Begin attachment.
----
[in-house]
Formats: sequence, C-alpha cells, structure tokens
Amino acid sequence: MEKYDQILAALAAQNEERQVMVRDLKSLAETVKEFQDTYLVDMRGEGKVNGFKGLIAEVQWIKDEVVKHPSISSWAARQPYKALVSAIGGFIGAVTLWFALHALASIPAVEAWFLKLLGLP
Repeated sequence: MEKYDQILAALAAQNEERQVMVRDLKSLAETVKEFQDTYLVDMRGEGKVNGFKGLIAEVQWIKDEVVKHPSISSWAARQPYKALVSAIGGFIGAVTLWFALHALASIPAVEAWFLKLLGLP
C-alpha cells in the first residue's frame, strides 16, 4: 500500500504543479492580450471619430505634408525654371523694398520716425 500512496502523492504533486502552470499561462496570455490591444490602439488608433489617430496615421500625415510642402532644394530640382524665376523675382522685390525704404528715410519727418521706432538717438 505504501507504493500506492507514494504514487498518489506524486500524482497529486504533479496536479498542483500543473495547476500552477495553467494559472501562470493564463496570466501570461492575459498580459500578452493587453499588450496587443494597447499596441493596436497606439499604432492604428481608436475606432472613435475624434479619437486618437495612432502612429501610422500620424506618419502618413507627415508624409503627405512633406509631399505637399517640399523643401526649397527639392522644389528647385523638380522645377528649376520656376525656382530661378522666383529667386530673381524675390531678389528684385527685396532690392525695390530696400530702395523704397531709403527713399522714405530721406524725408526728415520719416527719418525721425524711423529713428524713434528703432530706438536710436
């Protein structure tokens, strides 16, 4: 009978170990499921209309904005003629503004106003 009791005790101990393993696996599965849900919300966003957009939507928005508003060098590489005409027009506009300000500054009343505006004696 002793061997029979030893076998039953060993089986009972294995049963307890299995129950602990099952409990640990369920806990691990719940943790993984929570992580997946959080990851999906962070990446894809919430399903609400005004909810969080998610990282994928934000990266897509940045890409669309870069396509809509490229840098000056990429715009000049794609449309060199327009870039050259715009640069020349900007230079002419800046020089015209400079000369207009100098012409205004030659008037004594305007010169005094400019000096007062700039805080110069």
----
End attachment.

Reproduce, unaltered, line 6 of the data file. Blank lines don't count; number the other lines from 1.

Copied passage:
């Protein structure tokens, strides 16, 4: 009978170990499921209309904005003629503004106003 009791005790101990393993696996599965849900919300966003957009939507928005508003060098590489005409027009506009300000500054009343505006004696 002793061997029979030893076998039953060993089986009972294995049963307890299995129950602990099952409990640990369920806990691990719940943790993984929570992580997946959080990851999906962070990446894809919430399903609400005004909810969080998610990282994928934000990266897509940045890409669309870069396509809509490229840098000056990429715009000049794609449309060199327009870039050259715009640069020349900007230079002419800046020089015209400079000369207009100098012409205004030659008037004594305007010169005094400019000096007062700039805080110069």